In my multiple sclerosis neuropsychiatry clinic, I see a lot of depression. This is not surprising given that the lifetime prevalence of major depression in people with multiple sclerosis approaches 50 percent. The diagnosis of depression can, however, present a challenge for professionals as well as for caregivers and the loved ones of people with MS.
One reason the symptoms are hard to spot is, quite simply, that both professionals and caregivers or loved ones tend to focus above all on the solely physical disabilities that hinder daily life. It’s understandable: those disabilities, including limited mobility, muscle spasms, and speech impediments, are extremely cumbersome. But there’s another, more subtle reason: the symptoms of MS can overlap with those of depression. For example, fatigue, poor concentration, insomnia, and changes in appetite are all part of the symptom complex of major depression, but these symptoms may also relate directly to multiple sclerosis.
One way not to mistakenly interpret symptoms of MS from those of depression is to use self-report rating scales developed specifically for depression in medically ill people. The one that I favor in my clinic is the Hospital Anxiety and Depression Scale. There is another scale, the Beck Fast Screen for Depression in Medically Ill People, that can also be used. I find that people with multiple sclerosis are quite comfortable filling out these short questionnaires. Both instruments have thresholds that have been validated for people with multiple sclerosis and when scores are beyond these thresholds, the likelihood of a clinically significant depression is high.
It is important not to miss the diagnosis of depression in people with multiple sclerosis for many reasons. First, depression is an important determinant of quality of life. Second, depression can also worsen underlying cognitive difficulties. In particular, it may further slow processing speed and impede working memory. Finally, and most importantly, depression is linked to suicidal intent and attempts. The rate of suicide in people with multiple sclerosis is twice what it is in the general population and it is therefore of cardinal importance that depression is not missed. Moreover, once identified, depression in people with MS is often treatable.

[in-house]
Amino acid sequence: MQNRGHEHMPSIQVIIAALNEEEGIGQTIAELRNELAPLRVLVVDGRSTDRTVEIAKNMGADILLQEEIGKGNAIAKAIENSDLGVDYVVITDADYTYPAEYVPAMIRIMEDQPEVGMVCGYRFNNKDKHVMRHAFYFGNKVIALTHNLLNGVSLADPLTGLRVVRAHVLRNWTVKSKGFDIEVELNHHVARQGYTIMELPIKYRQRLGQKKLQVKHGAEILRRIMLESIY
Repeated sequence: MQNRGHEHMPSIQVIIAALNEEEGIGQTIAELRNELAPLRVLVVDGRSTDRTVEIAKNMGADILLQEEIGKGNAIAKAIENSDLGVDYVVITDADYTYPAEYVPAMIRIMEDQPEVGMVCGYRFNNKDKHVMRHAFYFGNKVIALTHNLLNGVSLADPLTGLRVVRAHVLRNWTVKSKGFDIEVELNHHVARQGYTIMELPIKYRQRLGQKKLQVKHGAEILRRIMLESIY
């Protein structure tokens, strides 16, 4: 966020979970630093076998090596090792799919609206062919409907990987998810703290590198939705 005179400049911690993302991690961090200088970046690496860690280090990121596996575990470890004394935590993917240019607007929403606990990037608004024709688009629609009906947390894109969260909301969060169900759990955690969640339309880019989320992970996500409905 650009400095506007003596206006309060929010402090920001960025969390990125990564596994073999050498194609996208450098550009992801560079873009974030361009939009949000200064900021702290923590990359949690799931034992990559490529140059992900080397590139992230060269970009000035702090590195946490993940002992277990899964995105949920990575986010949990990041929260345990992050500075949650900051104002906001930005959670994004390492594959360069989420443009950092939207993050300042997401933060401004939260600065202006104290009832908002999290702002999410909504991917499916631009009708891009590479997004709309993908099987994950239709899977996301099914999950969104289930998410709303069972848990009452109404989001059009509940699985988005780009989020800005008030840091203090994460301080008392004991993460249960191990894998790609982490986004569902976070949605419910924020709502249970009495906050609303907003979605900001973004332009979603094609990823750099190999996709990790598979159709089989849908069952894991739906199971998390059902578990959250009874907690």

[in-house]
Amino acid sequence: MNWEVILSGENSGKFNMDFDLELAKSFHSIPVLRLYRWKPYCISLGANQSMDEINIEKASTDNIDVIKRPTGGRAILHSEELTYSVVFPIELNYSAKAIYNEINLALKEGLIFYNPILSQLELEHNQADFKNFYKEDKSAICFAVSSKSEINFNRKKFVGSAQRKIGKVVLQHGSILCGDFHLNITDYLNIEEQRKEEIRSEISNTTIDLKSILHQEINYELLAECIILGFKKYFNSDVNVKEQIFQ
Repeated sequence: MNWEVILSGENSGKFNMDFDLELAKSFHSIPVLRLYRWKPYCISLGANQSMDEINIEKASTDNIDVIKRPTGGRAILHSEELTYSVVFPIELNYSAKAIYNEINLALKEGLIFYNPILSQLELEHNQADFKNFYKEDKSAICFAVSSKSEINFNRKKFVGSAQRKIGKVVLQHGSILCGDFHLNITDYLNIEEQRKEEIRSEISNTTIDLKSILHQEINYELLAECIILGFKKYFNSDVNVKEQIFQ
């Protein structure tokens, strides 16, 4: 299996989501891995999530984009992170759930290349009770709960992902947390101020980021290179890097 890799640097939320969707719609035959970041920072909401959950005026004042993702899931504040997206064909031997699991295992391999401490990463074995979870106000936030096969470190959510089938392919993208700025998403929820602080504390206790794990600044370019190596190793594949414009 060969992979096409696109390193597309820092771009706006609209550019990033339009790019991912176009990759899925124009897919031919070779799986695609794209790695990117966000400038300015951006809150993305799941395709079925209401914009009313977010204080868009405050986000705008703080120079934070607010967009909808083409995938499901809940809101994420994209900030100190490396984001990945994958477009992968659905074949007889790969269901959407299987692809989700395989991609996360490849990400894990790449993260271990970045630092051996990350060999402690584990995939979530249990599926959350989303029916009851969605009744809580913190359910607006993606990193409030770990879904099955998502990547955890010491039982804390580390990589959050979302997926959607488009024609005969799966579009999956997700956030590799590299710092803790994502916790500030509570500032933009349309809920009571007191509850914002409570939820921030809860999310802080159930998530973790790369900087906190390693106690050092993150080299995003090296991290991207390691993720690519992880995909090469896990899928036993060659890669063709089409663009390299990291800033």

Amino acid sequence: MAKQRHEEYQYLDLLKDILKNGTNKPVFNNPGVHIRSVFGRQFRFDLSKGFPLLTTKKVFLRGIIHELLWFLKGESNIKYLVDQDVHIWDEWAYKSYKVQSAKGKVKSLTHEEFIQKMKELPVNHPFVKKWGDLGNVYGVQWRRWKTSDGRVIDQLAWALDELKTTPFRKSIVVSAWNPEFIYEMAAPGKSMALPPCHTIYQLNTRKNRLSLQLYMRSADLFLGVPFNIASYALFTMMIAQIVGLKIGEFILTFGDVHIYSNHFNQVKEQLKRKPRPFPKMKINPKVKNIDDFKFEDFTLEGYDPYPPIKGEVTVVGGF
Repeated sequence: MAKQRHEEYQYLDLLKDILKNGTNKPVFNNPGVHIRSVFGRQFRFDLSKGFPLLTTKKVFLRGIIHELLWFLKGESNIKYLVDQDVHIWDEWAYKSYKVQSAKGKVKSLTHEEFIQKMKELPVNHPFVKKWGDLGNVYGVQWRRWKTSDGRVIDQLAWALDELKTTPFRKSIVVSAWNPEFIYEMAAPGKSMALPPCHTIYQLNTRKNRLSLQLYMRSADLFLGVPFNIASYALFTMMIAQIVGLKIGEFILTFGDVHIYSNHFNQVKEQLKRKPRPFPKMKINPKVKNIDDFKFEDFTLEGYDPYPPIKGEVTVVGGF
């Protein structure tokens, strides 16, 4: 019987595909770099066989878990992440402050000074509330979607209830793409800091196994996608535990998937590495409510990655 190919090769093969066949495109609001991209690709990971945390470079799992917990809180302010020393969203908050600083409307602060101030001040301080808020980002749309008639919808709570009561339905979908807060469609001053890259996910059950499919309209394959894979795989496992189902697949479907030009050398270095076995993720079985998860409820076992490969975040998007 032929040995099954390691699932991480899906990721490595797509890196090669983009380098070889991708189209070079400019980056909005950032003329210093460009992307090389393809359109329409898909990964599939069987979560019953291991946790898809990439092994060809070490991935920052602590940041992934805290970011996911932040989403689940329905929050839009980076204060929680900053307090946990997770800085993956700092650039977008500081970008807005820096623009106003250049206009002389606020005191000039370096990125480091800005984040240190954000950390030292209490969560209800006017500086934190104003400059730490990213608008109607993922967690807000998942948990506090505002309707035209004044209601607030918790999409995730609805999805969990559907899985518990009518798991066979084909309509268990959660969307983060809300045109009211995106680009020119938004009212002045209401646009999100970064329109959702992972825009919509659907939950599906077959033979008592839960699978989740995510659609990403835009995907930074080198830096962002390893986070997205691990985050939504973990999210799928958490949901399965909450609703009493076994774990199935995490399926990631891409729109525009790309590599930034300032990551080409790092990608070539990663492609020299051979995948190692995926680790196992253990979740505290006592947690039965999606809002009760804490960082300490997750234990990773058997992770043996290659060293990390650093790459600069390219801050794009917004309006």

When it comes to treating depression in people with multiple sclerosis, I follow the guidelines of the American Academy of Neurology, which released a consensus paper that I took part in. We reviewed all the treatment data pertaining to depression in MS and concluded that the best approach, based on empirical evidence, is cognitive-behavioral therapy. I am fortunate in my clinical practice, I work with excellent cognitive behavior therapists and I often begin by referring my depressed patients to them.
However, not every person with multiple sclerosis wants cognitive-behavioral therapy. In addition, there are many clinics that will not have access to a cognitive-behavioral therapist. These circumstances open the door to antidepressant medication. Here, there is only a small published literature on randomized control clinical trials. They show that depression does respond to antidepressant medication, albeit modestly and certain individuals may have difficulty with side effects such as dry mouth, constipation, and occasional sexual difficulties. Before I prescribe an antidepressant drug I always explain the benefits of treatment and run through the potential side effects.
In my clinical experience, the sexual side effects can be a stumbling block to a person accepting a prescription. Remember, many people with multiple sclerosis have sexual dysfunction as part of the MS, to begin with, and so the thought of this worsening with medication makes them wary of accepting a prescription. Side effects may occur early on in treatment but frequently dissipate with time.
In a disease like multiple sclerosis where there is no cure, symptom management is the best that one can hope for. It is my clinical experience that treating depression successfully can be transformative for a person with multiple sclerosis and their families.
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